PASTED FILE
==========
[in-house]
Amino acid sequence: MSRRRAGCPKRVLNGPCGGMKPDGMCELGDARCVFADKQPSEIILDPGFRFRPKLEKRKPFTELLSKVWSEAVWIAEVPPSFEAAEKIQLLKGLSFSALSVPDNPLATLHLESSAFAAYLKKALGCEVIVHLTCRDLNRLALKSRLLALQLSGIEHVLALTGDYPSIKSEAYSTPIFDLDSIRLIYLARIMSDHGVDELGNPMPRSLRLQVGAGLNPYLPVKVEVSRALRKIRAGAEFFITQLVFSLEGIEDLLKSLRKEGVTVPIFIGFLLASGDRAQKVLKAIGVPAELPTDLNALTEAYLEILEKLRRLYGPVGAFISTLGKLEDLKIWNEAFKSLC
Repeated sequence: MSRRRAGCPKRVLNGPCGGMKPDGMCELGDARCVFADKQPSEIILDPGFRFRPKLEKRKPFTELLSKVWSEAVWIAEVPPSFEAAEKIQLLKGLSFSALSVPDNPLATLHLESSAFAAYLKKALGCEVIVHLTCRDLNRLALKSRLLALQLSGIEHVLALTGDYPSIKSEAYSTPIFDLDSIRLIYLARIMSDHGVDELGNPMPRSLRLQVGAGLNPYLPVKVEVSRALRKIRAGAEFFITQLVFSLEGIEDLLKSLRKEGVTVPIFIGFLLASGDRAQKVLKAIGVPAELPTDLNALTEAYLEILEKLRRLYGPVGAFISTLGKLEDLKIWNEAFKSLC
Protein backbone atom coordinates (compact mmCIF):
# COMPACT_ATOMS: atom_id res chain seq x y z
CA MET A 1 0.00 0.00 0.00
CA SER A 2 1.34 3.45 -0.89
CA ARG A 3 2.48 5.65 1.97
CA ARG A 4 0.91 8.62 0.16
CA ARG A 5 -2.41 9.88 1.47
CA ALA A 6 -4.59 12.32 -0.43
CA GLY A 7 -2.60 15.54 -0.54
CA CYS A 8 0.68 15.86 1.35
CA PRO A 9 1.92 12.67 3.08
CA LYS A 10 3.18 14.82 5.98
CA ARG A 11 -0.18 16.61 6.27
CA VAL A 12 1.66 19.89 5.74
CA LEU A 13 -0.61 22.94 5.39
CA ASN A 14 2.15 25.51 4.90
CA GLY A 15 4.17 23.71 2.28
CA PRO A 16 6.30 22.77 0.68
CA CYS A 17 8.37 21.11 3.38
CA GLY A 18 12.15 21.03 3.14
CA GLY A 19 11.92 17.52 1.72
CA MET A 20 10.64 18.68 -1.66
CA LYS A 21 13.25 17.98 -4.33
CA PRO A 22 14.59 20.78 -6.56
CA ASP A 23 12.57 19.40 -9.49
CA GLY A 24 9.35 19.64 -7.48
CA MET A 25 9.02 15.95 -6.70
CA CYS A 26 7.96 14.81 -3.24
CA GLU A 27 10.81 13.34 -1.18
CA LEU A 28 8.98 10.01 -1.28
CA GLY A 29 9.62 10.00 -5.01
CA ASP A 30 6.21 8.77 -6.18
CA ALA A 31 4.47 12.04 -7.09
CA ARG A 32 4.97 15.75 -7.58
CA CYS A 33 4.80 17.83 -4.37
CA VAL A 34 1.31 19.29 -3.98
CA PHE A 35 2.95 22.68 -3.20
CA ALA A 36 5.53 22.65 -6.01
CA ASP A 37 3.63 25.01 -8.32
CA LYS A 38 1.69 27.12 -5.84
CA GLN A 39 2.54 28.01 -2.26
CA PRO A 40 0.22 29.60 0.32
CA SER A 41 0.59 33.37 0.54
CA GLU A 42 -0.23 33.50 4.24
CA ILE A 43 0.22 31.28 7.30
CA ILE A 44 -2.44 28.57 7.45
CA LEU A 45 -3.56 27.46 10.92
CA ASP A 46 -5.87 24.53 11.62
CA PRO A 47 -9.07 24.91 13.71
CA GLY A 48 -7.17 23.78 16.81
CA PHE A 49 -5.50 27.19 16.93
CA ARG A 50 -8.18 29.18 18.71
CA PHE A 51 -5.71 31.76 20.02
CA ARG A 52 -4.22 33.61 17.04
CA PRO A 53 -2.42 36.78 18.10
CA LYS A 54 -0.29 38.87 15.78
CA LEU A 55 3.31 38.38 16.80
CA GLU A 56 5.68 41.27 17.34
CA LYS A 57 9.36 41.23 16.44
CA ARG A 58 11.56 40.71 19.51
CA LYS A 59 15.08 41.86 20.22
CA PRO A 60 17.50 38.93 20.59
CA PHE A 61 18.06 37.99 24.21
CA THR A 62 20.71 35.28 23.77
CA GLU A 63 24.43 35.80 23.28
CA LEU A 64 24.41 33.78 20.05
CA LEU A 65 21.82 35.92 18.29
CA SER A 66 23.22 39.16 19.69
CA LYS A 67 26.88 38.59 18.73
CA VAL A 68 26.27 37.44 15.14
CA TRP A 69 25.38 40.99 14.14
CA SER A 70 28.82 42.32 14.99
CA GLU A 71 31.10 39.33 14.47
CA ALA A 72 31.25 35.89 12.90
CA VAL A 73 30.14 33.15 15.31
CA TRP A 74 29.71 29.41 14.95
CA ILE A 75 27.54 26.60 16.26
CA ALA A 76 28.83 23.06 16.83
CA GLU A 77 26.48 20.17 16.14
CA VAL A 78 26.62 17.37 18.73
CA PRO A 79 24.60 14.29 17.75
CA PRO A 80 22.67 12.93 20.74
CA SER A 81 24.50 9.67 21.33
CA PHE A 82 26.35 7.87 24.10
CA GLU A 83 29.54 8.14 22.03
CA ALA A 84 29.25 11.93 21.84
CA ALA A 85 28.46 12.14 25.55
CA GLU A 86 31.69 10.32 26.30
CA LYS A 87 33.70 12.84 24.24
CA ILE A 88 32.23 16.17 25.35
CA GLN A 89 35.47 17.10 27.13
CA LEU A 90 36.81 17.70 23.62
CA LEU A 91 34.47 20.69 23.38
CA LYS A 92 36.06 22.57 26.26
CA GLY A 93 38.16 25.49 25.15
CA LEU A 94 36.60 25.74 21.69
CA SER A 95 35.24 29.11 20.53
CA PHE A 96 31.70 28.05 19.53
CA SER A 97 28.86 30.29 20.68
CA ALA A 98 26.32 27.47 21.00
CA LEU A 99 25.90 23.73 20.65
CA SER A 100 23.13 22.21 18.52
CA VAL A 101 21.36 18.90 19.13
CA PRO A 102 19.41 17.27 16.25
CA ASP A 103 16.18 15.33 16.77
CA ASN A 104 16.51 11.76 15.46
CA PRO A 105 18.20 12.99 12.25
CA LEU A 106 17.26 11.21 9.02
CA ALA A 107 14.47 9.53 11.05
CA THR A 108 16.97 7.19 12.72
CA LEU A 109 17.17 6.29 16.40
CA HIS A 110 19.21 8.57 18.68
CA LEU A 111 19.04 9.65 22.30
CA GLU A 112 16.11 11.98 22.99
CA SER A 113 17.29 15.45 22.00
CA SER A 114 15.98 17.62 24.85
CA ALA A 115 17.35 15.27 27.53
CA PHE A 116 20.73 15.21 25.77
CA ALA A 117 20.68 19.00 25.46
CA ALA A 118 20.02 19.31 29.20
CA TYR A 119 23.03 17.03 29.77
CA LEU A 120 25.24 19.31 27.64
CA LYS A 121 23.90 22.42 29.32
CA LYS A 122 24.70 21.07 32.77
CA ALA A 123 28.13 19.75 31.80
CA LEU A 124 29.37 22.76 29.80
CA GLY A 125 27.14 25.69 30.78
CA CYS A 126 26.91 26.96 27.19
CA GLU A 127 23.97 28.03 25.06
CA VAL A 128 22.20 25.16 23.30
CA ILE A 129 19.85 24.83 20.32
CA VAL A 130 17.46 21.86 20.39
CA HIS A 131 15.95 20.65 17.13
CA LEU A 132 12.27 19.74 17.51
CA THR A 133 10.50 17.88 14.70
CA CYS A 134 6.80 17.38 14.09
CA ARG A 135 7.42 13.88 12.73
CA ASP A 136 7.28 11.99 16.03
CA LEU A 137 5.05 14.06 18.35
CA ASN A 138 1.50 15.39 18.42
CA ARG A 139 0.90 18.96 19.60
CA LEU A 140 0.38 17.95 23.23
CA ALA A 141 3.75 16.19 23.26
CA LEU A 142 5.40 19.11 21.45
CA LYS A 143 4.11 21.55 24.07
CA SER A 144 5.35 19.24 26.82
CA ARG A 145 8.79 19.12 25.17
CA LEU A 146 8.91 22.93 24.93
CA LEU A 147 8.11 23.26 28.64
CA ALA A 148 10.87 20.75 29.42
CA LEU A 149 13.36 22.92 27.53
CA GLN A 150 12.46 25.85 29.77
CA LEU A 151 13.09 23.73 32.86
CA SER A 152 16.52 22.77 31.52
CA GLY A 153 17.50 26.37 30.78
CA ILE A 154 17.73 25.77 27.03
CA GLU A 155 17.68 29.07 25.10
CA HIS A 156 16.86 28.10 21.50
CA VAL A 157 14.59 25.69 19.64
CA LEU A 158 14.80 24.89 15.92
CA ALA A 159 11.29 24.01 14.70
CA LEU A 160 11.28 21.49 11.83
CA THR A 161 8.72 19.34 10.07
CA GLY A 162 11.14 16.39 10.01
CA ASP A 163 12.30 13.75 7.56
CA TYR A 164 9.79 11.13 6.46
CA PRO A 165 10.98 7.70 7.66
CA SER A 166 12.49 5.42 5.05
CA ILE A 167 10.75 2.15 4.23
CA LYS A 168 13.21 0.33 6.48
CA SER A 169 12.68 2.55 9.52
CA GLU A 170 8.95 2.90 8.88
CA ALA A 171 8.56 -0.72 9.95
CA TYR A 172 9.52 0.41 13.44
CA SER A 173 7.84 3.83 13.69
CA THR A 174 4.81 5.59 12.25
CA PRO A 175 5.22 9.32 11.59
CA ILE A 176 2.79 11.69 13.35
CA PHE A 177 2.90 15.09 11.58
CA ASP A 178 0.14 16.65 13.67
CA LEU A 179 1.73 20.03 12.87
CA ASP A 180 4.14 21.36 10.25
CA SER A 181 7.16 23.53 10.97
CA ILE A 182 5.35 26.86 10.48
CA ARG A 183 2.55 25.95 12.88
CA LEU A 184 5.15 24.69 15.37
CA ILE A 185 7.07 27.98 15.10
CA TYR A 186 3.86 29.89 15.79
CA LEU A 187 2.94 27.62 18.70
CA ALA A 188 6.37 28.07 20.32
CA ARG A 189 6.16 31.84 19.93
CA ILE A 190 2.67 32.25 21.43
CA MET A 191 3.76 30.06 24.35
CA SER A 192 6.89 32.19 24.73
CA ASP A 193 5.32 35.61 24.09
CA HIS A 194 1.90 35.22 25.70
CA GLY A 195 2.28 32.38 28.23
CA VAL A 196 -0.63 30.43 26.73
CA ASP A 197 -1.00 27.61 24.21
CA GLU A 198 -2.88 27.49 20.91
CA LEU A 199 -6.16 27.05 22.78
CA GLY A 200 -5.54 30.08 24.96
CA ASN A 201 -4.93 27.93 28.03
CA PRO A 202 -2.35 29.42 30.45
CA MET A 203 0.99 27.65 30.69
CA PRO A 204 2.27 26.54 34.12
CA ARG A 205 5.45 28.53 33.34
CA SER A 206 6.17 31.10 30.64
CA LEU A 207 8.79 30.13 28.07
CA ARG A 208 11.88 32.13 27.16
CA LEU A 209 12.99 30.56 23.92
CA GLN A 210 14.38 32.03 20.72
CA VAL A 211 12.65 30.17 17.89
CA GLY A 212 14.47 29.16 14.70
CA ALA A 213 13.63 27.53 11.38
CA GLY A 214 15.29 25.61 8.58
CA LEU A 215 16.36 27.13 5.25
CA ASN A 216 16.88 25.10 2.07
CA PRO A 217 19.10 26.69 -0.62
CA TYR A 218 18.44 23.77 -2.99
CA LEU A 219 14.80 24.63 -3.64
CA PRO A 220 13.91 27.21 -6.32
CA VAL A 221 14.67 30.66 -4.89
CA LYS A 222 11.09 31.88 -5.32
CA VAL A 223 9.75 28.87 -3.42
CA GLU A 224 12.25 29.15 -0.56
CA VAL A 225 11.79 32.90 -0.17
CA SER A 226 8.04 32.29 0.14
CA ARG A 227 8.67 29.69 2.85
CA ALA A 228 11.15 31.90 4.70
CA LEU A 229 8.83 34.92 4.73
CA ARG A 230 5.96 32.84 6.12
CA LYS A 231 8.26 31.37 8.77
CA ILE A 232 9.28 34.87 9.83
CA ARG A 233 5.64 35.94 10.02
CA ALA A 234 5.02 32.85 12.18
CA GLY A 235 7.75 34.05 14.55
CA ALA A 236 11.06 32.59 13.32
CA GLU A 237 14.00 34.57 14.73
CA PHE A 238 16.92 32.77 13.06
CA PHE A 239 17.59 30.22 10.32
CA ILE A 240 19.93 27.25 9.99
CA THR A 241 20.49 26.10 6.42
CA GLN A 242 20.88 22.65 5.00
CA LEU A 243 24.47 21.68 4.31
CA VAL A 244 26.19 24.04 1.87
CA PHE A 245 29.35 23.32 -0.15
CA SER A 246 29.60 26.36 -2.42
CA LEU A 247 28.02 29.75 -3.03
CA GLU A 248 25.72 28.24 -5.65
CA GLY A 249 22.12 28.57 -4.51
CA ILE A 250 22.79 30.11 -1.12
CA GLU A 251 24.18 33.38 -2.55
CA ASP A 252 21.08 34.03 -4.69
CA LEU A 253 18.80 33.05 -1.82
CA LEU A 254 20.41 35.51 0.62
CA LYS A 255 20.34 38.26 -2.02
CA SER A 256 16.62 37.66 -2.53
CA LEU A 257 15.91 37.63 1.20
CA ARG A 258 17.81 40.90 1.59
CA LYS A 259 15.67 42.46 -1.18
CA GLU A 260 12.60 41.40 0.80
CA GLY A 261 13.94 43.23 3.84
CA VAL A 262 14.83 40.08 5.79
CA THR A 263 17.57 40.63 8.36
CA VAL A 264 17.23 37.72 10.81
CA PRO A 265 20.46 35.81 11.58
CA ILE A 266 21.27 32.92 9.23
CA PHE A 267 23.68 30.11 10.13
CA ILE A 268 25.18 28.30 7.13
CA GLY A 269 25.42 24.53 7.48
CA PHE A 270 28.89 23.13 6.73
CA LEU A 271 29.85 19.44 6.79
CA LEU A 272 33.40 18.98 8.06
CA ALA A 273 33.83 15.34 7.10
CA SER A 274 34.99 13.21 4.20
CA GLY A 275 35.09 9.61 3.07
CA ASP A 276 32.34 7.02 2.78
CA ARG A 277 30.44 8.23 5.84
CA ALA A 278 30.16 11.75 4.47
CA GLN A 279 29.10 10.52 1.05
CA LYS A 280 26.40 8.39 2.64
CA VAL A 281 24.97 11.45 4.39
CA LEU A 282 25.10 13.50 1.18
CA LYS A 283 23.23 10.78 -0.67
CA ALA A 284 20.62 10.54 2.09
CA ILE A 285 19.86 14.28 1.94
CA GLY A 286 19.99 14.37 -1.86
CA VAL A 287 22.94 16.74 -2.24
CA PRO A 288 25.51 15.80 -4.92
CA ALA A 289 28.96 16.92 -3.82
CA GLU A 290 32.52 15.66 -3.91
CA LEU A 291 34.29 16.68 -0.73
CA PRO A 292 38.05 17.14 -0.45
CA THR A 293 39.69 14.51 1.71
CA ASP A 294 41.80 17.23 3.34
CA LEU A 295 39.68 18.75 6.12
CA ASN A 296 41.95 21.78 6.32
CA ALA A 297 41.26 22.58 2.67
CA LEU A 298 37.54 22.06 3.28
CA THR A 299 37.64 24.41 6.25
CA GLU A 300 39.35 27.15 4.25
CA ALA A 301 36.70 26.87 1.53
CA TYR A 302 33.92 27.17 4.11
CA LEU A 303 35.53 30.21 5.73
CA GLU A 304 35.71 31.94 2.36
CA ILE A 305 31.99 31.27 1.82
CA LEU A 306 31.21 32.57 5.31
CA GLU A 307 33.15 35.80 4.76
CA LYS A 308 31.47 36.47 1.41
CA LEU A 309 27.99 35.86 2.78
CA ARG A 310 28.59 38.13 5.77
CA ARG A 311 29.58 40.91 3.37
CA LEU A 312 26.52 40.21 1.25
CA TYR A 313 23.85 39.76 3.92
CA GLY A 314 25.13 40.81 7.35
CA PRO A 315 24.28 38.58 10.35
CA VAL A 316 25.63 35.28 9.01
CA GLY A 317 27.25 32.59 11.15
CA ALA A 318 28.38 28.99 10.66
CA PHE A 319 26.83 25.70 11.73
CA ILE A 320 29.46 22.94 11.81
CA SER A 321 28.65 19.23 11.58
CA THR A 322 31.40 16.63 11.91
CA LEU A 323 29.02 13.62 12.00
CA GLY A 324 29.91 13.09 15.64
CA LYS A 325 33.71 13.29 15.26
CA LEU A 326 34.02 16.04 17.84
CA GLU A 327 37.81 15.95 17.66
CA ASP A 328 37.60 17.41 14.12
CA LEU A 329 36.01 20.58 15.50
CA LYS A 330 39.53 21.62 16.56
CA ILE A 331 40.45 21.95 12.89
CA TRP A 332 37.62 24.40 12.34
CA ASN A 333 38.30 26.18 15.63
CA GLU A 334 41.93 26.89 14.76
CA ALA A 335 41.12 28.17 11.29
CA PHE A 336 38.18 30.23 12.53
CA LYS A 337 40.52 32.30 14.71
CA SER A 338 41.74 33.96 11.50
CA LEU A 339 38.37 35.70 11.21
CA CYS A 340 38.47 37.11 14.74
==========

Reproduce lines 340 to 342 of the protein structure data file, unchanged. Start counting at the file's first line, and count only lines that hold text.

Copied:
CA ALA A 335 41.12 28.17 11.29
CA PHE A 336 38.18 30.23 12.53
CA LYS A 337 40.52 32.30 14.71